For a managed currency, the direction of China’s yuan is proving hard to predict.
Despite a constant drumbeat from policymakers that it would be kept “stable” in 2017, the year of the all-important Communist Party Congress, the currency has made a stunning about turn.
After two years of beating back the bears, Beijing is now being confronted with the opposite problem as the dollar’s slide fuels appreciation pressure.
While they initially embraced the yuan’s reversal of fortunes, officials gave the first clear signal the surge had gone far enough on Monday, when they eased curbs on shorting the currency imposed shortly after the 2015 devaluation.
Now, amid a newfound thirst for yuan at home and an uncertain outlook for the greenback, the People’s Bank of China may have to pull out the big guns - direct intervention and a loosening of capital controls – as it deconstructs the rampart it has built over the past two years to protect against yuan losses.
“My hunch is that the PBoC has been taken slightly off guard by the dollar’s about turn,” said George Magnus, an associate at Oxford University’s China Centre and former adviser at UBS Group AG. “The error that the PBoC may have made was to let the yuan rise by 7% against the dollar in the first place – perhaps they could have curtailed it, or even used it as an opportunity to take a major step toward floating the currency.”
Whether it was a mistake or not is debatable, but it wouldn’t be the first time that China - a country used to wielding control – has struggled bending the market to its will.
The August 2015 devaluation triggered a sustained selloff in the yuan that prompted the central bank to drain foreign-currency reserves and ramp up controls on outbound capital.
While the curbs helped stabilise the currency, the dollar’s slump this year has done some of the heavy lifting – perhaps too much. Buying momentum in the yuan, Asia’s best performer over the past three months, rose to the highest in 12 years last week.
Monday’s policy move has punctured the yuan’s exuberance, and there are other signs the PBoC is wanting to arrest the yuan’s advance.
At least three of its daily fixings – a rate used to restrict and guide the currency’s onshore moves – came in weaker than the market expected over the past two weeks.
Lu Lei, deputy administrator of China’s currency regulator, said the yuan’s flexibility will continue to be increased, the state-run Securities Times reported yesterday. The central bank, which typically doesn’t comment on its activities in the currency market, didn’t respond to faxed questions.
Meanwhile, the yuan has resumed gains, rising 0.07% to 6.5315 per dollar yesterday in Shanghai, after retreating 0.8% over the previous three days.
The potential impact on exports will make the authorities less tolerant of strength, says MK Tang, senior China economist at Goldman Sachs Group.
This week, the yuan touched a 2017 high against the currencies of China’s major trading partners, and if appreciation pressures continue to build the PBoC may directly intervene, Tang said.
But Beijing may face pushback from the exporters themselves, with companies that built up dollar stockpiles during the yuan’s weakening period now looking to convert, according to United Overseas Bank.
The newfound buoyancy in the mainland stock market is also being partly attributed to the revived appeal of the yuan.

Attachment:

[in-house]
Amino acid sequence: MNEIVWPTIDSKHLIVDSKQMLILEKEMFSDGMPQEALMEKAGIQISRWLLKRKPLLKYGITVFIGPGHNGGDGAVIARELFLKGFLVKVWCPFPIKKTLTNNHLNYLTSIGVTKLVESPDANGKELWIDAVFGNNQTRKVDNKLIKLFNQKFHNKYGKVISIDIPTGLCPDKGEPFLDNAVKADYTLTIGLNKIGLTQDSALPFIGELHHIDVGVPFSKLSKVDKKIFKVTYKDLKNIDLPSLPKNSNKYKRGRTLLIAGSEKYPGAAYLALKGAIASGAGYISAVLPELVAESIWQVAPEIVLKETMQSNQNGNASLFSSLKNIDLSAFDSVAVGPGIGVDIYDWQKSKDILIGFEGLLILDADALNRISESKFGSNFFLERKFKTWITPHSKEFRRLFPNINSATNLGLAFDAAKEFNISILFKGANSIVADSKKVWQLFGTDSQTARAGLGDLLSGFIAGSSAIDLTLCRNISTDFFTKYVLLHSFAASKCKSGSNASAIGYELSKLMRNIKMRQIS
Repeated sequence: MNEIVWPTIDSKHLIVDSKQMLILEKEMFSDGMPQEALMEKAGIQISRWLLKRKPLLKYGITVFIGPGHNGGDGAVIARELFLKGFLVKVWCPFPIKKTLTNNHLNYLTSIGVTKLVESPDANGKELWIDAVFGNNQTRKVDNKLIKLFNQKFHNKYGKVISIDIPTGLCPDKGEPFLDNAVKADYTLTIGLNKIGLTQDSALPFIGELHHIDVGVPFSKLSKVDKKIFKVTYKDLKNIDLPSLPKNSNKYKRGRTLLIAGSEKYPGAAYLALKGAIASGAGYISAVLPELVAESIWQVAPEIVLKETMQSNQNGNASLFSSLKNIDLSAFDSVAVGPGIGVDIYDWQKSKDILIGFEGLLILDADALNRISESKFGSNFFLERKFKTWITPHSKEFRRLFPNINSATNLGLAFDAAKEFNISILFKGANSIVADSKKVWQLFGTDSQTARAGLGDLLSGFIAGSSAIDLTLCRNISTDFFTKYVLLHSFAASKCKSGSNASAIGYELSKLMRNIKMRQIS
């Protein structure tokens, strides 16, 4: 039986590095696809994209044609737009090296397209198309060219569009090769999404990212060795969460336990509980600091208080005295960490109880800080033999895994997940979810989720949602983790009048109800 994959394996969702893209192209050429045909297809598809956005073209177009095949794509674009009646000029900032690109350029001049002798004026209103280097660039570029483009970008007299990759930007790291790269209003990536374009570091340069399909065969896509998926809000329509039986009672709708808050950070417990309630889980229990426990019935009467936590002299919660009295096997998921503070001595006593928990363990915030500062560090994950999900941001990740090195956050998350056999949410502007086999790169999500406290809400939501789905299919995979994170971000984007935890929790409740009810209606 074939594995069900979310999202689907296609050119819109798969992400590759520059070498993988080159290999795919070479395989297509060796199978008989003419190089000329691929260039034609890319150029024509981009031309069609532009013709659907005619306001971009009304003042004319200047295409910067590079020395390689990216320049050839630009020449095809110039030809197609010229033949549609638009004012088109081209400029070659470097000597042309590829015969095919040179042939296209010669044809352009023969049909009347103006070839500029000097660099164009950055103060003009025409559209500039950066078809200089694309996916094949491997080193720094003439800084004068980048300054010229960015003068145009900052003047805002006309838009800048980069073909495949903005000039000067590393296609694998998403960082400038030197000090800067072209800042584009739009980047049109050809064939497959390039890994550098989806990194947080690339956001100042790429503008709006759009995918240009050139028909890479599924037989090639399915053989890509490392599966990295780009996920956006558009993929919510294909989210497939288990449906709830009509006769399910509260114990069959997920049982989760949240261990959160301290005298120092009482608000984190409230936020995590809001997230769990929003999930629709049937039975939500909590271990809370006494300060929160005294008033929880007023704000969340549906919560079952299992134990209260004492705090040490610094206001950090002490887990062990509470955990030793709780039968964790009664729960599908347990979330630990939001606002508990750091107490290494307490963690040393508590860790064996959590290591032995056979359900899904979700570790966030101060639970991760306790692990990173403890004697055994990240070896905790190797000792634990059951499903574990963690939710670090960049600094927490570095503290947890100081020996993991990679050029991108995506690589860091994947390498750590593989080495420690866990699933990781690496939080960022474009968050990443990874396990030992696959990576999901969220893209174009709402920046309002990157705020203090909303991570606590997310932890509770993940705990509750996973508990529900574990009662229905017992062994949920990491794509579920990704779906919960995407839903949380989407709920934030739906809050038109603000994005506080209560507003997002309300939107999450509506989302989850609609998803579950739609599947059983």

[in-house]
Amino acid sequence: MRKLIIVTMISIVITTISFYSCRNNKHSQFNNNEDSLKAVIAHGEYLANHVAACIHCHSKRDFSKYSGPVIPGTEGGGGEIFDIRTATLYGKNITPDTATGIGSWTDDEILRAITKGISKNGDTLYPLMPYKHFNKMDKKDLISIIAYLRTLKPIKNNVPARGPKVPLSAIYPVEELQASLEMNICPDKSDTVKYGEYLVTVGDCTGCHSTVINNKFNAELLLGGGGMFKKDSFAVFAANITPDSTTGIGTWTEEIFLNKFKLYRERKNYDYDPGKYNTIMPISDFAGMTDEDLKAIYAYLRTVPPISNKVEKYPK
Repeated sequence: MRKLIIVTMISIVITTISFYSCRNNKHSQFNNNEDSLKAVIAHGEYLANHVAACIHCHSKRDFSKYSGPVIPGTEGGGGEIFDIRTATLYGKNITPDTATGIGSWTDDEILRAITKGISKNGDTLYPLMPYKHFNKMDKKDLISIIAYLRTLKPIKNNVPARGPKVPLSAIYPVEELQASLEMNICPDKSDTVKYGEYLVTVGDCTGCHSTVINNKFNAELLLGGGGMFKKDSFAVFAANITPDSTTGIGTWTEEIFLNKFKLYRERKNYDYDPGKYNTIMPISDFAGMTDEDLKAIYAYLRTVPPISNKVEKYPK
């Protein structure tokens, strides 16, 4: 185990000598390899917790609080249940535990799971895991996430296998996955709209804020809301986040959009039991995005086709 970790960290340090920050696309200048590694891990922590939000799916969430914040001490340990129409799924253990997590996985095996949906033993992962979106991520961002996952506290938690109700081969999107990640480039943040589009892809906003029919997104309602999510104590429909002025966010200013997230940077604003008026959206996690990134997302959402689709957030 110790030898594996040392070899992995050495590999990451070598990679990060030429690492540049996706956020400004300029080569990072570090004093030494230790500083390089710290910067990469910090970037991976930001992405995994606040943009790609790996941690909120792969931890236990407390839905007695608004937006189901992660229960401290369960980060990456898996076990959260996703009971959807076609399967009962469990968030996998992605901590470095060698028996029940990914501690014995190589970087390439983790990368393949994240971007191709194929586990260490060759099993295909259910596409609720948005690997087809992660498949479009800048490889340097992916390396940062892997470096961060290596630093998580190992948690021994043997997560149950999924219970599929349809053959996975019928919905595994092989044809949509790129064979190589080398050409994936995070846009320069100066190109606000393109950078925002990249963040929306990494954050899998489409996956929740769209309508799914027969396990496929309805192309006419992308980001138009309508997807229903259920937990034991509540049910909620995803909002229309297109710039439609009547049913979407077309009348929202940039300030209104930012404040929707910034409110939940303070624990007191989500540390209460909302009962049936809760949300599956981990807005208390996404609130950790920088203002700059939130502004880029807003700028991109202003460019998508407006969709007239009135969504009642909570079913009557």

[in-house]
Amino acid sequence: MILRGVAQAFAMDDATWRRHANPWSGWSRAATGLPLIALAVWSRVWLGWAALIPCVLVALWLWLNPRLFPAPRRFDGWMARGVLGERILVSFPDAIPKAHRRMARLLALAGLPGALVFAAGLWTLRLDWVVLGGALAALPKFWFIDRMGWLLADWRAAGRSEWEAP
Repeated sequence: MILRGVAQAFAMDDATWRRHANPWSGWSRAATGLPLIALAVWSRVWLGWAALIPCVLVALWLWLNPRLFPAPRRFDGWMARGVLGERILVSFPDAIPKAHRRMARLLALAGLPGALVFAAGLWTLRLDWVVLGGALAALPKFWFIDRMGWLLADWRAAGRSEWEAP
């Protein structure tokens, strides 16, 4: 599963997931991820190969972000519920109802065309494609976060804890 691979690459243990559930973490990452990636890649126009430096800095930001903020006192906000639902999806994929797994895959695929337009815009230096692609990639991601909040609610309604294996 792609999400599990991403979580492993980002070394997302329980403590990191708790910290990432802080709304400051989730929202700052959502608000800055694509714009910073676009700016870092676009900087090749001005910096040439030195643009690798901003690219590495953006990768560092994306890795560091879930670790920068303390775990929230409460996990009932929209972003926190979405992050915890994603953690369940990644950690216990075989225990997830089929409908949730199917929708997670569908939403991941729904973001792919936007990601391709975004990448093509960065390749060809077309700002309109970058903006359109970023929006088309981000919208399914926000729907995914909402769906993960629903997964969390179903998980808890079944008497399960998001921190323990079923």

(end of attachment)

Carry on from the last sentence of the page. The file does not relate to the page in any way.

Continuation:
There’s also the dollar factor. Down almost 10% versus major currencies this year, the greenback’s outlook is a black box, with any revival dependent on the tone set by the Federal Reserve – which meets next week – and President Donald Trump’s ability to make good on promises of tax reform and infrastructure spending.
Chi Lo, Greater China senior economist at BNP Paribas Asset Management, is also in the intervention camp.
The PBoC may buy dollars “to keep the currency from overshooting” and to preserve economic stability, he said.
While strategists expect the yuan to shed about 2.6% to 6.7 by year-end, the forwards market is less bearish, putting the currency at 6.58, according to data compiled by Bloomberg. Persistent rising pressure could also see the PBoC relax capital controls “gradually throughout the rest of this year,” says Shen Jianguang, chief Asia economist at Mizuho Securities Asia in Hong Kong.
Policy makers may ease curbs around individual and company foreign-exchange purchases, potentially scrapping the complicated application form that mainland residents need to complete when they buy dollars, Shen said. The government may also encourage more Chinese firms to invest in the manufacturing industry overseas.
Sue Trinh, head of Asia foreign-exchange strategy at RBC Capital Markets, sees the PBoC potentially taking a less visible route, intervening via the forwards market to make their activities less obvious during a high-stakes period politically.
The congress, due to start October 18, will see a once-in-five-years reshuffle in China’s leadership, and Trump may make his first visit to the world’s second-largest economy in November.
Whatever route it takes, the central bank probably won’t telegraph its intentions, says Hao Hong, chief strategist at Bocom International Holdings Co in Hong Kong.
Speculators tend to pile into trades seen as being endorsed by the PBoC given its grip over yuan trading. The perception that the currency had become a risk-free, one-way bet may have contributed to its strong run-up over the past few months.
“By keeping its general policies mysterious and only sending signals when necessary, the PBoC has made their measures to affect or jawbone the exchange rate more effective,” Hong said. “China will continue to remain mysterious, and this is probably desired.”
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